Get access to the full version of this content by using one of the access options below. (Log in options will check for institutional or personal access. Content may require purchase if you do not have access.)


1 Rahmatullah v Secretary of State for Foreign Affairs and Secretary of State for Defence [2012] 3 WLR 1087 (SC(E)) (‘Rahmatullah’).

2 At the time of writing Mr Ramatullah remains in US detention.

3 Rahmatullah (n 1) para 3. The MoU is entitled, ‘An Arrangement for the Transfer of Prisoners of War, Civilian Internees, and Civilian Detainees between the Forces of the United States of America, the United Kingdom of Great Britain and Northern Ireland, and Australia, 23 March 2003.’ The original MoU is unavailable to the author.

4 Lady Hale and Lord Carnwath dissenting.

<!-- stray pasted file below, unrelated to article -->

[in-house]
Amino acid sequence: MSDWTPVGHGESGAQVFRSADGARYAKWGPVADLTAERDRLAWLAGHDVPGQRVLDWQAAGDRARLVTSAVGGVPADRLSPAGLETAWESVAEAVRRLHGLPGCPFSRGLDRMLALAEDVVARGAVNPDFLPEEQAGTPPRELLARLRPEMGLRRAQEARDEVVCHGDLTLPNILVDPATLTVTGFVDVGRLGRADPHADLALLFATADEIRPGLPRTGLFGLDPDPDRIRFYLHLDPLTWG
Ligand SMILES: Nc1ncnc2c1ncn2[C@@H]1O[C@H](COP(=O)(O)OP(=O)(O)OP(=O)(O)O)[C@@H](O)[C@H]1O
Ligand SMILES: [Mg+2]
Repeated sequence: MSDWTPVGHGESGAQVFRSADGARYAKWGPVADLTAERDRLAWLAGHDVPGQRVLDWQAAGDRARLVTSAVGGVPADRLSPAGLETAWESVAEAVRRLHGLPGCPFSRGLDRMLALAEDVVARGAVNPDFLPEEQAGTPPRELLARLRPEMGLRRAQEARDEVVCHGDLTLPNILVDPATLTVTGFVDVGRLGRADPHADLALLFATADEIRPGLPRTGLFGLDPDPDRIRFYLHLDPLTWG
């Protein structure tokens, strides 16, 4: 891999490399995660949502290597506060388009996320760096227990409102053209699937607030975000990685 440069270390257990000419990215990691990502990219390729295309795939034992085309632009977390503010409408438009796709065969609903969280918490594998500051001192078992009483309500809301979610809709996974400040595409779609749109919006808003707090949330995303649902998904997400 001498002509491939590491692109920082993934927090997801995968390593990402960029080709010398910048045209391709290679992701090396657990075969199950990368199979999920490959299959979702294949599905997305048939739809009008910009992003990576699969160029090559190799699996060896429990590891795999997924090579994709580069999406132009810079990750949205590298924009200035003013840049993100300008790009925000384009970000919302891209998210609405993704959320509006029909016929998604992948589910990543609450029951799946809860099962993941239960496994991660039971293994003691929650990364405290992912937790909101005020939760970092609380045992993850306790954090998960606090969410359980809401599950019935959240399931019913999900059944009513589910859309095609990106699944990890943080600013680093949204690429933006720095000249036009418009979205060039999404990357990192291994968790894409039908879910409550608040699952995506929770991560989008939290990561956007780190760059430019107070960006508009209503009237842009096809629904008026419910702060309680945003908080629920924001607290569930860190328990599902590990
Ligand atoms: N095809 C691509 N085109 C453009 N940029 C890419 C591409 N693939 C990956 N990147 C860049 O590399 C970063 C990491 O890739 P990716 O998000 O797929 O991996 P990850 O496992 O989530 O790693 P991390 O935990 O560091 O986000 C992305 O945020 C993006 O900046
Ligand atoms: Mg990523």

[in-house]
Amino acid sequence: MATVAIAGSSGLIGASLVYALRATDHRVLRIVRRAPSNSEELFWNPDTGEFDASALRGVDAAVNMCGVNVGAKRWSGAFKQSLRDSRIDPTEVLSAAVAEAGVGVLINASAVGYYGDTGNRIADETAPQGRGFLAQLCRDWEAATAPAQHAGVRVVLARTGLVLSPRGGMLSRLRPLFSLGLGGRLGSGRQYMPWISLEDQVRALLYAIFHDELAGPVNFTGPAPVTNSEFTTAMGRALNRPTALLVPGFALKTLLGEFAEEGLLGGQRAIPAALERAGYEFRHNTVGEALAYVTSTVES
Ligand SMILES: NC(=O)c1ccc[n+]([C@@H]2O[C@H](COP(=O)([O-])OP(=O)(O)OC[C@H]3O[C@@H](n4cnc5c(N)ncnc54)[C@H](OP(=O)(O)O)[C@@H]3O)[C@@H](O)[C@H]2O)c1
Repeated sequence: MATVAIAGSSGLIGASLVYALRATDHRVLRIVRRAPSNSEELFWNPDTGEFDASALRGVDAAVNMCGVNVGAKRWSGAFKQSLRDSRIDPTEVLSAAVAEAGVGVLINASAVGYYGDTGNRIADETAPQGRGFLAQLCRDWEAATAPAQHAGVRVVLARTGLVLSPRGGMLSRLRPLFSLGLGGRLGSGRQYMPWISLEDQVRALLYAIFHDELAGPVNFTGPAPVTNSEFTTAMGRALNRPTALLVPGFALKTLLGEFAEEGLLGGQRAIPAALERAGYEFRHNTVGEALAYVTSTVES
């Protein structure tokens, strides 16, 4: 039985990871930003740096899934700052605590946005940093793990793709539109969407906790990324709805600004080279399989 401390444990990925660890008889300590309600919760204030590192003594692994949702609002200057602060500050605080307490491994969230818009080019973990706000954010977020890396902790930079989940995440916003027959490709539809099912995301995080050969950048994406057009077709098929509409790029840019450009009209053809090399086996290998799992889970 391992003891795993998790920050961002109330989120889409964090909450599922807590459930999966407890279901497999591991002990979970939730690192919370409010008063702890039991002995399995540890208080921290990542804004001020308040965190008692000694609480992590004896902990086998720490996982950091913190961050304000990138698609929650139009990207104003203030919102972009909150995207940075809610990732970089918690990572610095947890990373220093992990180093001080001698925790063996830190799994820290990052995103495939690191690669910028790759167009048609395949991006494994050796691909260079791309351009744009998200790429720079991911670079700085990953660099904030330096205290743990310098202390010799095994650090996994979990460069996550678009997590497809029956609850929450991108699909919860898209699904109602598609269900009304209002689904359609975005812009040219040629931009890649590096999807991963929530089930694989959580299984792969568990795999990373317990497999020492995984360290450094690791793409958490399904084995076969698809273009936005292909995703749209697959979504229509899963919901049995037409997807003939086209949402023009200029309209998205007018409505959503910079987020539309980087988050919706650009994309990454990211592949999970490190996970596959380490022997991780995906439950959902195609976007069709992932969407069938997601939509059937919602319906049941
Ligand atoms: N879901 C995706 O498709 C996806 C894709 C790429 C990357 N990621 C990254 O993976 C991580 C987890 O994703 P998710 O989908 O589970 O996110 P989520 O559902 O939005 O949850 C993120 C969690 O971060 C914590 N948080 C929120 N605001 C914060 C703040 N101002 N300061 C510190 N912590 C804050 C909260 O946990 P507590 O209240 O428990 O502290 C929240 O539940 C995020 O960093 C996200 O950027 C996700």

5 Secretary of State v O'Brien [1923] AC 603, 609 (Earl of Birkenhead) (Ex parte O'Brien).

6 ibid.

7 Rahmatullah (n 1) paras 41 and 74 (Lord Kerr).

8 Rahmatullah (n 1) para 121.

9 ibid paras 42–43, 45 (Lord Kerr), paras 87–91 (Lord Phillips), R v Secretary of State for the Home Department, Ex parte Muboyayi [1992] QB 244, 269 (Taylor LJ); Ex parte O'Brien (n 5) 609 (Earl of Birkenhead); R v Earl of Crew, Ex parte Sekgome [1910] 2 KB 576, 592 (Vaughan Williams LJ); Barnardo v Ford [1892] AC 326.

10 Rahmatullah (n 1) para 92 (Lord Phillips); Ex parte O'Brien (n 5).

11 Ex parte O'Brien (n 5); Barnado v Ford (n 9).

12 Ex parte O'Brien (n 5). More recent cases concerning detainees at Guantánamo Bay have not been brought by writ of habeas corpus but by judicial review: see for example R (Abbasi) v Secretary of State for Foreign and Commonwealth Affairs and the Secretary of State for the Home Department [2002] EWCA Civ 1598; [2003] UKHRR 76.